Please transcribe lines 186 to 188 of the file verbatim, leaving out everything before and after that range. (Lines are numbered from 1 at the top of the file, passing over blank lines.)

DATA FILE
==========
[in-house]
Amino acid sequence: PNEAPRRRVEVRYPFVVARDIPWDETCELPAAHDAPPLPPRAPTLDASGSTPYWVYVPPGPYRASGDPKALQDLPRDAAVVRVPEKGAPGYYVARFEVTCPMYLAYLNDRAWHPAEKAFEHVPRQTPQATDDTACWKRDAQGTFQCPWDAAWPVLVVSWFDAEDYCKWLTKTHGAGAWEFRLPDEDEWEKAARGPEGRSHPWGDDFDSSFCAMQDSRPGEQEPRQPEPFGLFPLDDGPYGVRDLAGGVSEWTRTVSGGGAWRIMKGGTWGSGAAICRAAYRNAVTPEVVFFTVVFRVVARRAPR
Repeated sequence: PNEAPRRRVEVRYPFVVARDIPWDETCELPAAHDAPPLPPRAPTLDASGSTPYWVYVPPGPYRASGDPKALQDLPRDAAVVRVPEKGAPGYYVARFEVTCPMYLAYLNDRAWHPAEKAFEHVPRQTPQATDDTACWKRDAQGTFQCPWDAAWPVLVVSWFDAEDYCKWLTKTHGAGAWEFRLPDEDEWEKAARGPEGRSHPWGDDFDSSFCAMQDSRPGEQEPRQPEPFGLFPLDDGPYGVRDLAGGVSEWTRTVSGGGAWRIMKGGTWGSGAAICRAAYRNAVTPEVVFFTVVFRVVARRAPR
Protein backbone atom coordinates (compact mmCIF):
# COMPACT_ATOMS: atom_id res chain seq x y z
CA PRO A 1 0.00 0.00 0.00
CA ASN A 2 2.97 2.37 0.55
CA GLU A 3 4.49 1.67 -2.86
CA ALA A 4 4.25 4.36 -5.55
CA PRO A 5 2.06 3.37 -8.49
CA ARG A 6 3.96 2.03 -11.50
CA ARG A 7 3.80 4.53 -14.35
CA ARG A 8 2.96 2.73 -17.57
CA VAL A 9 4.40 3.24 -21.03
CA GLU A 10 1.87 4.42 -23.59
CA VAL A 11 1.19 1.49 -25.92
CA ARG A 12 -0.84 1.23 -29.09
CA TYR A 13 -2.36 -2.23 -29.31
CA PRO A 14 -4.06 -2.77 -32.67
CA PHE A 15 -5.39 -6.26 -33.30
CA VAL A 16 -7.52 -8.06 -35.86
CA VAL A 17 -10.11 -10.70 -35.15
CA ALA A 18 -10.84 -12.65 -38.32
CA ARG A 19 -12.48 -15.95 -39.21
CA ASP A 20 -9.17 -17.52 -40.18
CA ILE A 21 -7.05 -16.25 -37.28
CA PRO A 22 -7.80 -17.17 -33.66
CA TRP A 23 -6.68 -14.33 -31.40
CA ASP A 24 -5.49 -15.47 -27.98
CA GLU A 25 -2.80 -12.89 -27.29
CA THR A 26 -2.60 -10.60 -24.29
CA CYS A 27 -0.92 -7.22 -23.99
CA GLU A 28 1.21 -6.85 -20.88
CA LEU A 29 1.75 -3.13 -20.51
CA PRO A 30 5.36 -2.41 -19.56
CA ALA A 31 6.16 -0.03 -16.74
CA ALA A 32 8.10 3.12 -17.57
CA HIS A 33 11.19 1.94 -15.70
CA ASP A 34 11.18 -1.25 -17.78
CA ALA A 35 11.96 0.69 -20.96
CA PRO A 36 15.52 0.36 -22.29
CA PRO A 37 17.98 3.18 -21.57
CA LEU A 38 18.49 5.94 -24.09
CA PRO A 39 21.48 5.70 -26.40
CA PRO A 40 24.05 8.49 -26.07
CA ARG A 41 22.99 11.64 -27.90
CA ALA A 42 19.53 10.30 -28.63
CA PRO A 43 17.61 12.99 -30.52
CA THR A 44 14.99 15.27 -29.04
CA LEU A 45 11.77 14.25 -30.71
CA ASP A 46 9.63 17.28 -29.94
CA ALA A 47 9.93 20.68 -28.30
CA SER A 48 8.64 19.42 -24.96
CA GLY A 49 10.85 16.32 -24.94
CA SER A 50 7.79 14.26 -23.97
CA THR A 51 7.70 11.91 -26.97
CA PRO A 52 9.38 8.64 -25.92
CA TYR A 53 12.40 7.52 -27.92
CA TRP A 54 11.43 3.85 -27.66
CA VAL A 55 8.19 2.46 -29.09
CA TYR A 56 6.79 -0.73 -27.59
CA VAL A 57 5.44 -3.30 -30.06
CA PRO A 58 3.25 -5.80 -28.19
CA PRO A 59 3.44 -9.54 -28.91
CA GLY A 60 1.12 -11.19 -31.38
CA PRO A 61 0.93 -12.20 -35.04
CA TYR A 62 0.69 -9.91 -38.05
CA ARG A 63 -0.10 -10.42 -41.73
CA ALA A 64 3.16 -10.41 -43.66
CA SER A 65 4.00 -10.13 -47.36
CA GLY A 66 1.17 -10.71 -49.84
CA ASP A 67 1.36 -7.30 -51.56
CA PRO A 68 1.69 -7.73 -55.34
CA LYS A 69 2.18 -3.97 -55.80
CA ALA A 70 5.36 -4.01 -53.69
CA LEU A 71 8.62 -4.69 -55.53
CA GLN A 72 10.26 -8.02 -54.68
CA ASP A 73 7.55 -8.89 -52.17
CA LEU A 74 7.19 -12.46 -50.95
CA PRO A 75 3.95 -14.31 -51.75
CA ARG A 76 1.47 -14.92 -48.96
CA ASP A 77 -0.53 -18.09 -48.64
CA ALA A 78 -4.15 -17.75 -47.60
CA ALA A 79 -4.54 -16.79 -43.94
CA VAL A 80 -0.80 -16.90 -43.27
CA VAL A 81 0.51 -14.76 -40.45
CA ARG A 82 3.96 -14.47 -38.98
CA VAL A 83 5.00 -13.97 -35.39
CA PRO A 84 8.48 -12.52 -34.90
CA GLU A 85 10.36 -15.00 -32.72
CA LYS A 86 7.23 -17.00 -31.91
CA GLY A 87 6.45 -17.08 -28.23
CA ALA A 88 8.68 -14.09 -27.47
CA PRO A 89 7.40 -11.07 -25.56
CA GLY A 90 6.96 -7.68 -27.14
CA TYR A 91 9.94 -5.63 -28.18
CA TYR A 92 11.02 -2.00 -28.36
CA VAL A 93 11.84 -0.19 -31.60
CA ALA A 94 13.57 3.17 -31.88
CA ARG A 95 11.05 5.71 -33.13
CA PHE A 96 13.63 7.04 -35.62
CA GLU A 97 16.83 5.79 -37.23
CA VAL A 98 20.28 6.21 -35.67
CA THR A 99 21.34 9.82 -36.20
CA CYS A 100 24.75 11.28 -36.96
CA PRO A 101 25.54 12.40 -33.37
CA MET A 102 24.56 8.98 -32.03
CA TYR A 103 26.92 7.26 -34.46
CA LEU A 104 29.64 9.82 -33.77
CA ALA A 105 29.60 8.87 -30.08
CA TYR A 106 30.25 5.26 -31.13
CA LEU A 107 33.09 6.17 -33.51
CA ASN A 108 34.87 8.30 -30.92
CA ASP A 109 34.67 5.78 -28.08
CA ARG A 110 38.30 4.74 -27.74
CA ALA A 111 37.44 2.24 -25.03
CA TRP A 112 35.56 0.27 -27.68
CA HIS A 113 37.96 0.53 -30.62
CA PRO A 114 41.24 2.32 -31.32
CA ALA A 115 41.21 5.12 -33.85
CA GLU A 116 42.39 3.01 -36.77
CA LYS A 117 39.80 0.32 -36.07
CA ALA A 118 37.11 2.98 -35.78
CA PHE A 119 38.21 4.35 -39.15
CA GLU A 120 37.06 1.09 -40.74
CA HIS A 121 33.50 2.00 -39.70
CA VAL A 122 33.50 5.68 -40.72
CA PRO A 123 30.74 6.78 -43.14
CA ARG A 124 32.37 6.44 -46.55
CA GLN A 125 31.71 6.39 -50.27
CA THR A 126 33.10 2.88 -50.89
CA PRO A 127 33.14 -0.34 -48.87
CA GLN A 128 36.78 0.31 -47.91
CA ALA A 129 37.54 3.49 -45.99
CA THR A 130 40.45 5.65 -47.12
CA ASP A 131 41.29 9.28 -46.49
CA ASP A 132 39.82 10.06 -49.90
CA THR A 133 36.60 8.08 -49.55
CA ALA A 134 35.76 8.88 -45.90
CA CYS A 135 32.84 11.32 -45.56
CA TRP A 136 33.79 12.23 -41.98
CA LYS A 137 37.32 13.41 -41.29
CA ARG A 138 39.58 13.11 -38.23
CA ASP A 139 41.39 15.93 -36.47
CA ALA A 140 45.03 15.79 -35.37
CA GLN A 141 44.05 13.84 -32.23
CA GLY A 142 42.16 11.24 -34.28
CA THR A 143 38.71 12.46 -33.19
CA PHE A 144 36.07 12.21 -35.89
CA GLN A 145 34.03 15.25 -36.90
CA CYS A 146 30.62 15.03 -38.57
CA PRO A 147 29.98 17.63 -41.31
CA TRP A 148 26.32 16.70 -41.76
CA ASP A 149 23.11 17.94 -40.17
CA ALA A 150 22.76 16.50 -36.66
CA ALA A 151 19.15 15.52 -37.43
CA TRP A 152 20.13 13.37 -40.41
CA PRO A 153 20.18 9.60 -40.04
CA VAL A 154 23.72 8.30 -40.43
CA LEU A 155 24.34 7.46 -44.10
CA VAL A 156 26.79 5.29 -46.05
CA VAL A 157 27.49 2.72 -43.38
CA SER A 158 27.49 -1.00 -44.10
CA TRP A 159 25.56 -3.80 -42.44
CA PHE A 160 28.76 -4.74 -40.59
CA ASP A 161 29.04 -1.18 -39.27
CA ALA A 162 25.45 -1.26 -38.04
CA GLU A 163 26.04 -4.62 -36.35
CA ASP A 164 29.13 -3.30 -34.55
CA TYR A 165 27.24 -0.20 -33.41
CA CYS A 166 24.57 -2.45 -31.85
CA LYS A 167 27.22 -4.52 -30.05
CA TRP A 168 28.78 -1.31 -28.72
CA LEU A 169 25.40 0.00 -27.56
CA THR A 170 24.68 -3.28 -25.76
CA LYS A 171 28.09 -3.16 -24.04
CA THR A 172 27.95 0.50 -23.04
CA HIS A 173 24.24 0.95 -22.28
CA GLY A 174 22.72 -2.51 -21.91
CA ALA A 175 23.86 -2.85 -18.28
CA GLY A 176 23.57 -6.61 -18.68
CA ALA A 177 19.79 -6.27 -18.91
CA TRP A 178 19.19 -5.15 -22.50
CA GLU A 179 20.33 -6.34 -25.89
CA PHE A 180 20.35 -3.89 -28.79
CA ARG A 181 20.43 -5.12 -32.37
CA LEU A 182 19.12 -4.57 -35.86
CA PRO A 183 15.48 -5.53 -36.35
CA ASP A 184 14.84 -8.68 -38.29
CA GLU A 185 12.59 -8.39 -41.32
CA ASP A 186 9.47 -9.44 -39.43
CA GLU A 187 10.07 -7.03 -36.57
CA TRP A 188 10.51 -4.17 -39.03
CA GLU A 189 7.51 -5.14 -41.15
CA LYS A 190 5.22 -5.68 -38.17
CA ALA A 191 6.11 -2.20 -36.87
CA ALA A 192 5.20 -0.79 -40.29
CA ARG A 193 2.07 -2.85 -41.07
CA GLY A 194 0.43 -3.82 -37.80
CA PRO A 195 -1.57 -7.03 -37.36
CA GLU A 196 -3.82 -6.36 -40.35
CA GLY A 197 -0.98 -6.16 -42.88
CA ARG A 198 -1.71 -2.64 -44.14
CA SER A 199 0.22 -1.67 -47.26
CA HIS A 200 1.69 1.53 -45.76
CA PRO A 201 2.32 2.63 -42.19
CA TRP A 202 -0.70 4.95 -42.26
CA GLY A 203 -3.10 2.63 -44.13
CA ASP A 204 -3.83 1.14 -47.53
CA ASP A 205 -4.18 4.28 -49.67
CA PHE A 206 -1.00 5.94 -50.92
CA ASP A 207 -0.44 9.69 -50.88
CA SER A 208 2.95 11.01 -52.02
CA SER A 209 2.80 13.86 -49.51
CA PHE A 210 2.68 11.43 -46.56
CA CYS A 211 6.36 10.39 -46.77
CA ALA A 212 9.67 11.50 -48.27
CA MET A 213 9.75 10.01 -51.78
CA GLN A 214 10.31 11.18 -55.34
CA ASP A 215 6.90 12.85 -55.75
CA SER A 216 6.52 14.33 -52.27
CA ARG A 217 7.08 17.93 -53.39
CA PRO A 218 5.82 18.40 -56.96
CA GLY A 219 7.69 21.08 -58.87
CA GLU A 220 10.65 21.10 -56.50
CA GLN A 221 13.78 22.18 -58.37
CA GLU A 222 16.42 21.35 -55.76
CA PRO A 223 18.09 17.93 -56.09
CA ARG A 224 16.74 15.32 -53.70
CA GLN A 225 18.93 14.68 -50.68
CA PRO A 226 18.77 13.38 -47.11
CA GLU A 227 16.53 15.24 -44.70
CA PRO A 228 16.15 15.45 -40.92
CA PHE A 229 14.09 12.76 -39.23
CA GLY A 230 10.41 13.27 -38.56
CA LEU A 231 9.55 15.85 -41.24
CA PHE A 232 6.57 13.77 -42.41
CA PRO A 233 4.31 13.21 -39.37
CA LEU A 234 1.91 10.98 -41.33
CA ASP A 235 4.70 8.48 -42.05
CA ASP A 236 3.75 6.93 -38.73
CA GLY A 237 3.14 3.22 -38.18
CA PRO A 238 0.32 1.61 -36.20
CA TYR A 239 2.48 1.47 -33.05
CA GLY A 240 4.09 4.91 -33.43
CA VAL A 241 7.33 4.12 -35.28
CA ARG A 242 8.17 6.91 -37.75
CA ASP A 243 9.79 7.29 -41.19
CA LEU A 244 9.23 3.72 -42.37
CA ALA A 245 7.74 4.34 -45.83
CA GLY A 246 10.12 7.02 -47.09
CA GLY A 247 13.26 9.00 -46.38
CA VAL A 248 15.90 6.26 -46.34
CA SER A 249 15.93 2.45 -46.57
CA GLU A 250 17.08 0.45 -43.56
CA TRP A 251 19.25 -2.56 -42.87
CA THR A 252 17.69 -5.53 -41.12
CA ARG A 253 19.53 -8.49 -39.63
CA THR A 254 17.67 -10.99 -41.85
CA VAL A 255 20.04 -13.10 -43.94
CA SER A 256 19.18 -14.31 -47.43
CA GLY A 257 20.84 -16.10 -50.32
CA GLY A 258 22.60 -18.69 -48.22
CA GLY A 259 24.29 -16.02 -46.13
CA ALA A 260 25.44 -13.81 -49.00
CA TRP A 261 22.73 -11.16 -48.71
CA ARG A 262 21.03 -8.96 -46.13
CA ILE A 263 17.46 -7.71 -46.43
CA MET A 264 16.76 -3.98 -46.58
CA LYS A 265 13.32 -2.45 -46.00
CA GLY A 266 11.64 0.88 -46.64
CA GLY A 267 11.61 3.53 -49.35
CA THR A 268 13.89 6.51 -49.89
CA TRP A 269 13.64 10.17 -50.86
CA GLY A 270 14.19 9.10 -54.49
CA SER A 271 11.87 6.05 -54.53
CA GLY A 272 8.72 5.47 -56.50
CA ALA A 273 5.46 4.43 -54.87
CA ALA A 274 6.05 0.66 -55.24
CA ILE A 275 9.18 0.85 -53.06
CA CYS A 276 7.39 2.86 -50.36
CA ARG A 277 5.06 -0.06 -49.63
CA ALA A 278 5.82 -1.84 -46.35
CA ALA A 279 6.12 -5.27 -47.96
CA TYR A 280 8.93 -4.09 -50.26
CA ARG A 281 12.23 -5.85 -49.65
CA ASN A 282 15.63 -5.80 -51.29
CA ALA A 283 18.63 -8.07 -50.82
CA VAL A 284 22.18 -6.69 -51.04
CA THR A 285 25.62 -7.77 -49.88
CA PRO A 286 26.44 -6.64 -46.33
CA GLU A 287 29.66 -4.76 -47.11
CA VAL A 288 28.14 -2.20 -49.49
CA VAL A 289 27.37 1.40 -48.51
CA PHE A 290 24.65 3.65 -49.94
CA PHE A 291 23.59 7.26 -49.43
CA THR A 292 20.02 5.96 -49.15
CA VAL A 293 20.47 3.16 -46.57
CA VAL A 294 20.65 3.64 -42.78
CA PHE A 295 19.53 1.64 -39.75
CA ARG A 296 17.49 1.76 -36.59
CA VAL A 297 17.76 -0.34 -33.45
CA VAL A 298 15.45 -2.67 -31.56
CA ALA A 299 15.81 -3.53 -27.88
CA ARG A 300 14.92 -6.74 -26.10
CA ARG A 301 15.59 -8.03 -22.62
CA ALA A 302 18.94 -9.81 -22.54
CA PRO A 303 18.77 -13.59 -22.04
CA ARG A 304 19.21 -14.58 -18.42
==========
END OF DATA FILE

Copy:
CA ARG A 181 20.43 -5.12 -32.37
CA LEU A 182 19.12 -4.57 -35.86
CA PRO A 183 15.48 -5.53 -36.35